Your need-to-know guide to diabetes
A DIABETES DIAGNOSIS COMES AS A BLOW, BUT THERE ARE POSITIVE STEPS YOU CAN TAKE TO MANAGE IT. WE EXPLAIN HOW TO GET TESTED, AND HOW TO GET DIABETES UNDER CONTROL
Diabetes is one of the most pressing health issues of our time, with one Australian being diagnosed every five minutes. Type 2 diabetes in particular represents 85-90 per cent of diagnosed cases. It’s not known exactly what causes it, but there are lifestyle changes we can make that can have a significant impact.
The first and most important step is to find out if you’re at risk of type 2 diabetes and this, at least, is a relatively straightforward process. The Hba1c screening service is an on-the-spot test that takes 10-15 minutes and you can walk into an Amcal pharmacy and get it done without an appointment.
What is it?
Hba1c refers to glycated haemoglobin. It develops when haemoglobin, a protein within red blood cells that carries oxygen throughout your body, joins with glucose in the blood, becoming ‘glycated’. By measuring glycated haemoglobin (Hba1c), clinicians are able to get an overall picture of what our average blood sugar levels have been over a period of weeks or months. There is no fasting required beforehand and it also has the advantage of being less affected by dayto-day variation in plasma glucose due to exercise, smoking, medicines and diet patterns. Instead it reflects the average level of glycaemia over six to eight weeks.
What comes next?
Of course testing is just the first step. The next stage is managing the illness and there are lots of positive steps you can take to improve the situation. If your tests do return positive for type 2 diabetes, it’s time to look at:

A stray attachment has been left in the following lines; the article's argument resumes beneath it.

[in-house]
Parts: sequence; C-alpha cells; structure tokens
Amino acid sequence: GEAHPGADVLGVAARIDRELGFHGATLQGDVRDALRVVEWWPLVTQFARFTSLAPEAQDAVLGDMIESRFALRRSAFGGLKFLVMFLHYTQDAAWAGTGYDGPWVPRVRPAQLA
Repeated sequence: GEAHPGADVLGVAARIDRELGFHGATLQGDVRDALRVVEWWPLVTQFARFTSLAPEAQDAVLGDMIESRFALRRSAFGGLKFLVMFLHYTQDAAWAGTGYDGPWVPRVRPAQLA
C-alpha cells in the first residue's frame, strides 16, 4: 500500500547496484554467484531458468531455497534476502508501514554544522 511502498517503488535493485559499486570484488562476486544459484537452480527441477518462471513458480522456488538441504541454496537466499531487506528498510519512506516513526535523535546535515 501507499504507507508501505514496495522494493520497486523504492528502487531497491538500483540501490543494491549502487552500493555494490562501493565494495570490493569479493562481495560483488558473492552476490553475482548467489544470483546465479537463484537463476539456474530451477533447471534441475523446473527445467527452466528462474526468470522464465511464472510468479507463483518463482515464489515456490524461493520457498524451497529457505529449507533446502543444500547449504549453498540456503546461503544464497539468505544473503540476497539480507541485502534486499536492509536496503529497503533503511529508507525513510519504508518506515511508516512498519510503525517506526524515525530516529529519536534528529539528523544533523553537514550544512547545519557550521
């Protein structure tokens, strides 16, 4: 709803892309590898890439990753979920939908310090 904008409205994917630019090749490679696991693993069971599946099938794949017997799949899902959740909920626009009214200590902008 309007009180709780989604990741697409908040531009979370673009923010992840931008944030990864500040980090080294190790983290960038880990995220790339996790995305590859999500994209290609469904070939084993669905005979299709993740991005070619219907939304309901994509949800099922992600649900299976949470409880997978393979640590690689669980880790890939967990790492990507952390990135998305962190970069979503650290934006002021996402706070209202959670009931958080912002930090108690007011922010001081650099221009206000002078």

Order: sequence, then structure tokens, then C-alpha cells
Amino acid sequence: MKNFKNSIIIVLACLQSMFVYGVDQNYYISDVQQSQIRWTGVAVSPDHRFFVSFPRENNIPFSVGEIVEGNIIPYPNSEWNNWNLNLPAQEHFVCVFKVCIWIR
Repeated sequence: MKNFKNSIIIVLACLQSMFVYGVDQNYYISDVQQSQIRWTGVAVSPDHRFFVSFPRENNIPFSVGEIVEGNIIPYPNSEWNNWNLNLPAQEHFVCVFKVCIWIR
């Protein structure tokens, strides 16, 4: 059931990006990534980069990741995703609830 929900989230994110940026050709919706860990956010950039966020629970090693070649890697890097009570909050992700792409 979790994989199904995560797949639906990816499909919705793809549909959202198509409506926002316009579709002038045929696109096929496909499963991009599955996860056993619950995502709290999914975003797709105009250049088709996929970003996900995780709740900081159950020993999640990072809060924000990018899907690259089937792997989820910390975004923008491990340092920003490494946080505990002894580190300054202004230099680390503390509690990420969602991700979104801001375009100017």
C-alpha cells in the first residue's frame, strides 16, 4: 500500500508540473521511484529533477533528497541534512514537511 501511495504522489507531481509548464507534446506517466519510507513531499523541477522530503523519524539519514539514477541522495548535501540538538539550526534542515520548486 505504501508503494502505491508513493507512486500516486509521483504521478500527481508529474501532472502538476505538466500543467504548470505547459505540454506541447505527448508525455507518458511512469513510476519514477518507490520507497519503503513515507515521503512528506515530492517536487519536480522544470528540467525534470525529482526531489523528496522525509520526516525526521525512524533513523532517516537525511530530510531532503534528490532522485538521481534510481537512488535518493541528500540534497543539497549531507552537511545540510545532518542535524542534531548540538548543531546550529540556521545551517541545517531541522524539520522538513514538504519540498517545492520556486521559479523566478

» Whether you’re in a healthy weight range. This can be assessed by checking your BMI and measuring your waist circumference, then working with a health professional on a healthy eating plan if necessary.
» Getting any medications you’re taking reviewed and ensuring they’re at the right dosage and being taken at the right times.
» Looking at your fitness levels and getting advice on how to incorporate regular exercise into your week.
» Regularly monitoring your blood pressure.
The good news is you don’t need to do this alone, but reaching out for the help you need is vital. Sadly, a recent survey of 505 Australians living with diabetes revealed 39 per cent feel their friends, family or colleagues don’t really understand their condition and more than half believe the emotional effects of living with diabetes are just as challenging as the physical. It’s clear more awareness and greater levels of support in the community are needed to tackle this growing problem.
For more on managing diabetes, see www.diabetesaustralia.com.au